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1. What influenced you in your past to become an artist?

The immense desire to create, cropped up emotions I had no way of expressing, combined with a superb art teacher and a little encouragement when I needed it most.

2. Where does your inspiration come from?
Always a difficult question since it could be one of so many things. I mainly paint what I feel or experience at the time, but often something inspired me to put those feelings on canvas. Sometimes it is art itself, often when observing the creations of others it is like I see there story and I get incredibly inspired to go and create my own. I think in short I'll say anything good, pure, honest, vulnerable or beautiful.

3. Who do you regard as your favorite artist and why?

At school, I started admiring Renaissance artists like Michael Angelo or Andrea Sansovino, later also Auguste Rodin… When I was about 18 I studied Pollock and abstract expressionism suddenly made a whole lot of sense. So while going through my teenage stages, being mad at the world, I started splatting my canvasses. Later I went through a surreal phase and thought Max Ernst was the best thing since sliced bread. Today I cannot say that there is any one specific artist that I admire above all, though there is many that inspire me Judith Mason, Tina Mammoser, Henry Asencio, Gaston Carrio …

4. What medium do you use for your paintings?

Mainly oil paint (Windsor & Newton has always been my favorite) When I studied, I experimented with several mediums like watercolor and acrylics. But today oil paints, linseed oil, texture gels, molding paste, pencil & charcoals are what you will find next to my easel.

5. Approximately how long does it take you, from start to finish a painting / artwork?

Anything between an hour and three weeks. Honestly. I sell drawings that I've done in 40 minutes and the most time I've ever spent on one piece was 3 weeks solid (a commission from a gallery). But in general I'll say my paintings takes 3 to 10 days.

6. Do you have any rituals before starting a painting?
I do meditate but not nearly as much as I would like to. One needs to get in the mood of a piece before approaching it. I think music is by far the easiest way to set a mood -I often also name my paintings after the music it was created on. Sometimes just doing relaxing exercises helps a great deal to get peaceful and centered before approaching the canvas.

7. How do you choose your themes?
My themes choose me

8. Is there any particular subject matter that interests you in particular and any recurring themes or 'trademark subject choices'?
I don't think I have ever consciously decided on a specific theme to follow in my work. When I started out I changed themes and styles rapidly. From super realistic portraits to expressionistic abstracts… I think perhaps my changes are sort of slower now but will remain. I'm mostly known as a figurative artist and have the highest respect for the human form. To me there is nothing more honest, sensitive and powerful.

9. What draws you to the human figure?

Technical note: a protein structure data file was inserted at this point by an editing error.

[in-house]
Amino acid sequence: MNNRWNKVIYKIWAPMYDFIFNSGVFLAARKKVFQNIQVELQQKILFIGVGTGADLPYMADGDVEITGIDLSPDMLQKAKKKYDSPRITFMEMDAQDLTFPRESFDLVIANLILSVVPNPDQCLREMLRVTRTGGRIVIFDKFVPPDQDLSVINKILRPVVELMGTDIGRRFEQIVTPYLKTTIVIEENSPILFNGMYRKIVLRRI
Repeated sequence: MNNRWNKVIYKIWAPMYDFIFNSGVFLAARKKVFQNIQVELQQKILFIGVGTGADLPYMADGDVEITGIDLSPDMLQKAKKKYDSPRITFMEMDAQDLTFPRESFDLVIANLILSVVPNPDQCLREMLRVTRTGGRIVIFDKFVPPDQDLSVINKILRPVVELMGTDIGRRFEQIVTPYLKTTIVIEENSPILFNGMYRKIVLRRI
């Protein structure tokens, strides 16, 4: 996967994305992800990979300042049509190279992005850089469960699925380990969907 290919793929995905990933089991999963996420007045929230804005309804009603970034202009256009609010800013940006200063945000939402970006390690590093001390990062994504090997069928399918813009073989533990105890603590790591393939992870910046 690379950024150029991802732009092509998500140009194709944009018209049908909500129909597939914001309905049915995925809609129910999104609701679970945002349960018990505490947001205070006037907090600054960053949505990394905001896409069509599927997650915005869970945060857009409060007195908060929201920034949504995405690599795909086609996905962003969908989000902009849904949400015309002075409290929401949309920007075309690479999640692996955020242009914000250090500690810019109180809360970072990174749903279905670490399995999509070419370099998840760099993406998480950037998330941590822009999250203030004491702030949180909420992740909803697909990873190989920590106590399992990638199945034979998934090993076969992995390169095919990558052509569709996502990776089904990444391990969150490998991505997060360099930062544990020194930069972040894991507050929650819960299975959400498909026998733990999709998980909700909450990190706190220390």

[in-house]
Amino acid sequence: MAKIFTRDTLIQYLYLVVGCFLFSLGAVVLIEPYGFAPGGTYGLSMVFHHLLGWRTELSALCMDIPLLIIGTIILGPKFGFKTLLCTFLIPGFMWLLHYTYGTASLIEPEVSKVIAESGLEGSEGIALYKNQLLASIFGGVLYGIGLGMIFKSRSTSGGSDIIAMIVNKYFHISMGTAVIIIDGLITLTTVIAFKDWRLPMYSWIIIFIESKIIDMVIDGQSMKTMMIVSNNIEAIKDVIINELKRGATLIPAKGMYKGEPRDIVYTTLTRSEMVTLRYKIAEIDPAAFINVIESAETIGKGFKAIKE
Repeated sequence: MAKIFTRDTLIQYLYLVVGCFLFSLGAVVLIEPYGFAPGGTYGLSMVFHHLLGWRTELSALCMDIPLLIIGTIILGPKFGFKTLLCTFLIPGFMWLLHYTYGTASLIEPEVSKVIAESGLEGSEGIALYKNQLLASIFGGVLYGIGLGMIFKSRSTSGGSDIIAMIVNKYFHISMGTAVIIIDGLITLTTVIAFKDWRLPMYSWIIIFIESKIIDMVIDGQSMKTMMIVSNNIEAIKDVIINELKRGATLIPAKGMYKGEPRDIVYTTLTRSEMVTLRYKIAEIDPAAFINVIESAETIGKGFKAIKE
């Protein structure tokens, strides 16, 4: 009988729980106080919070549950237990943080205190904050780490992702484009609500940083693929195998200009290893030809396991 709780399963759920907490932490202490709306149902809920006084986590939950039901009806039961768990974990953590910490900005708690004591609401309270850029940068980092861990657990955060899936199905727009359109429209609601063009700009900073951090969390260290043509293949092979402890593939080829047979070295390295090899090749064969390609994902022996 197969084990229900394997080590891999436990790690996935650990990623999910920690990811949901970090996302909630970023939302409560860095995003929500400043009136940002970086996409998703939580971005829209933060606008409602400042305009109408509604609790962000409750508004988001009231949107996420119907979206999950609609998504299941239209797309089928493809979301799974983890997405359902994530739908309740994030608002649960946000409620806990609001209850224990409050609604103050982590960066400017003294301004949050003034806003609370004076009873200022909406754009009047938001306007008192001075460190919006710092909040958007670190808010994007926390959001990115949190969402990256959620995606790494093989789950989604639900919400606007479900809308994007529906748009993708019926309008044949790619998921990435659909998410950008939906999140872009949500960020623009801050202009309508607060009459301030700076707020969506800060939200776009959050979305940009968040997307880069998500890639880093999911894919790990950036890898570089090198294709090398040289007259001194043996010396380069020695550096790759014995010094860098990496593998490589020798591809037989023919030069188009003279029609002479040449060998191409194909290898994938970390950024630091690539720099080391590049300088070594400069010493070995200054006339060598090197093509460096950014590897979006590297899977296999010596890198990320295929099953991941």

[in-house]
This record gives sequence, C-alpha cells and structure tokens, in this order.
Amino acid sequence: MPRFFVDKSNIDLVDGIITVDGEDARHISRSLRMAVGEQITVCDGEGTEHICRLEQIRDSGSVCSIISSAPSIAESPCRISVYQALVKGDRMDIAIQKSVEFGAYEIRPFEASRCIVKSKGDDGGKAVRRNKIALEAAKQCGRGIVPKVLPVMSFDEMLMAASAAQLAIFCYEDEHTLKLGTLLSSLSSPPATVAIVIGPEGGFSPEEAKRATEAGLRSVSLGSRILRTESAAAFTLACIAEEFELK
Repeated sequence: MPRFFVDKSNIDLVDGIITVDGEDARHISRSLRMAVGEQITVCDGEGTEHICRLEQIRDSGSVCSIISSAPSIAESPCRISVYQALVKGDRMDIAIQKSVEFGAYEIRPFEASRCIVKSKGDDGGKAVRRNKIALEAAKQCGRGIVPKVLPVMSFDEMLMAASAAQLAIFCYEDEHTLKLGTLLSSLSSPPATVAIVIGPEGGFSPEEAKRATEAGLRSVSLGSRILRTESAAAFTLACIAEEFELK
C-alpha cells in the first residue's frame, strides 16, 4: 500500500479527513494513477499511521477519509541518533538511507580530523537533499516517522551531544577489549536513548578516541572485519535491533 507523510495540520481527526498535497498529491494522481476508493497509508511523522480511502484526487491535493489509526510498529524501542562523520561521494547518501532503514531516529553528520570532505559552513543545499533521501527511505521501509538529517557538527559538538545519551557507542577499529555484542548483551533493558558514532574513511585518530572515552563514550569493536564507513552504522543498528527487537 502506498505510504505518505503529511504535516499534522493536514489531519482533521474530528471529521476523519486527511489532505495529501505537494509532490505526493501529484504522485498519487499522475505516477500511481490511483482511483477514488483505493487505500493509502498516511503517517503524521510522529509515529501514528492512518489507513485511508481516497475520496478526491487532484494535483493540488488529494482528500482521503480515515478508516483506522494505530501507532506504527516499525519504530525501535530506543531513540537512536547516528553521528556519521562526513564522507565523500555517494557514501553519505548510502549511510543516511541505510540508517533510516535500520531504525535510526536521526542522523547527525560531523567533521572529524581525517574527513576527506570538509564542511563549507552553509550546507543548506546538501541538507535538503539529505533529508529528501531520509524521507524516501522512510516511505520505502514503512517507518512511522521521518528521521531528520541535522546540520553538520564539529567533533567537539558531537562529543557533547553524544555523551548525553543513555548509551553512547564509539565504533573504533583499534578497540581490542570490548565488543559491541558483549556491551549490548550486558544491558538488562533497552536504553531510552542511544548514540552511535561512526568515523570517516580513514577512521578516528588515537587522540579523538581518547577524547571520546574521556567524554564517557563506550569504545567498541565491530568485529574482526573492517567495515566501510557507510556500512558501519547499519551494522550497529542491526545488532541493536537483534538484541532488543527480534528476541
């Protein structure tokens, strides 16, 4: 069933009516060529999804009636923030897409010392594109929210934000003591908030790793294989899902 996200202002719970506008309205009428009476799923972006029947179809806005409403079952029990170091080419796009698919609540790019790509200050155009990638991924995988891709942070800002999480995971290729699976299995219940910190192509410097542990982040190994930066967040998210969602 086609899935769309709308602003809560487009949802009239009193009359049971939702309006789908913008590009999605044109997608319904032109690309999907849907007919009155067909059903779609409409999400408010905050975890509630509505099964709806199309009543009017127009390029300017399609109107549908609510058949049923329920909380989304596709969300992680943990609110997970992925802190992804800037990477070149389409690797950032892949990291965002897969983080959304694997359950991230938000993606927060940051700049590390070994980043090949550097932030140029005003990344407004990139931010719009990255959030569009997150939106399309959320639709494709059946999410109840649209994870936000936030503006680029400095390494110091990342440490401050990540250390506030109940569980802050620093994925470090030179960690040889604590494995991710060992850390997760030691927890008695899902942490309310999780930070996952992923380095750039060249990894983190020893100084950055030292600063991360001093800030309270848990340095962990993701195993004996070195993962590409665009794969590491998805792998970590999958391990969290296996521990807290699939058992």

It is the most beautiful creation and a subject matter with unlimited possibilities for expression.

10. As a woman do you think that you are able to bring more into the vulnerability of a female figure in comparison to a male artist?
Probably. I come out of a very conservative background and was surprised when nude themes kept dragging on my attention. At one of my first exhibits some of the viewers decided I must be gay do to my large number of nude female works LOL! And then a reporter brought it all together for me "utilizes mainly the emotionality of the female" Then it started making sense to me -I'm attracted to explore the emotionality and yes, vulnerability of the nude female figure. In comparison to male artists? Obviously there would be exceptions to the rule, but yes, I feel the female may rather portray the vulnerability of the nude female figure. And are more able to do so than a male since she experience that side every day.

12. Do you consider drawing/painting certain subject matter more difficult than others?
Listening when people talk about certain subject matter being more 'difficult' sounds completely strange to me.

13. What, in your opinion, makes an art work good?
Good question. There is so much criteria and lists of things to look at, but for me a good artwork is something that touches me deep within.

14. What would you have chosen to be if you hadn't chosen to be an artist?
A psychologist.

15. What is your favorite art gallery/museum?
Tate Modern in London

16. Where did you study to become an artist?
I'm studying every day as I go along. (I had some graphic training at Potchefstroom University but consider myself mostly a self trained artist)

17. Is art as a career hard to do?
It is hard, but nothing really worth it comes easy.

18. Is your work sold internationally and if yes where?
Yes, here in the U.S.A. where I live, I have galleries & collectors in Leeds, Wales and London (UK) as well as in South Africa, Australia, Japan and Poland.

19. What do you have planned for your future and what do you see as the future of art?
I think although the role of art is changing in the modern world, it will always play a crucial role in our society and will continue to lift and inspire all who open them selves to it. As for my future? I plan to continue living happily ever after doing what I'm most passionate about.

20. What advice would you give to someone hoping to take up a career in a similar field to yourself?

Being full time artist is possibly one of the most difficult careers one could choose -but also most rewarding. You should want it enough and not be able to ever imagine being content doing anything else. You should be able to hold on through the toughest times and you'll come out on the other side.

An interview by Artist-Perspectives

Questions from Art Business News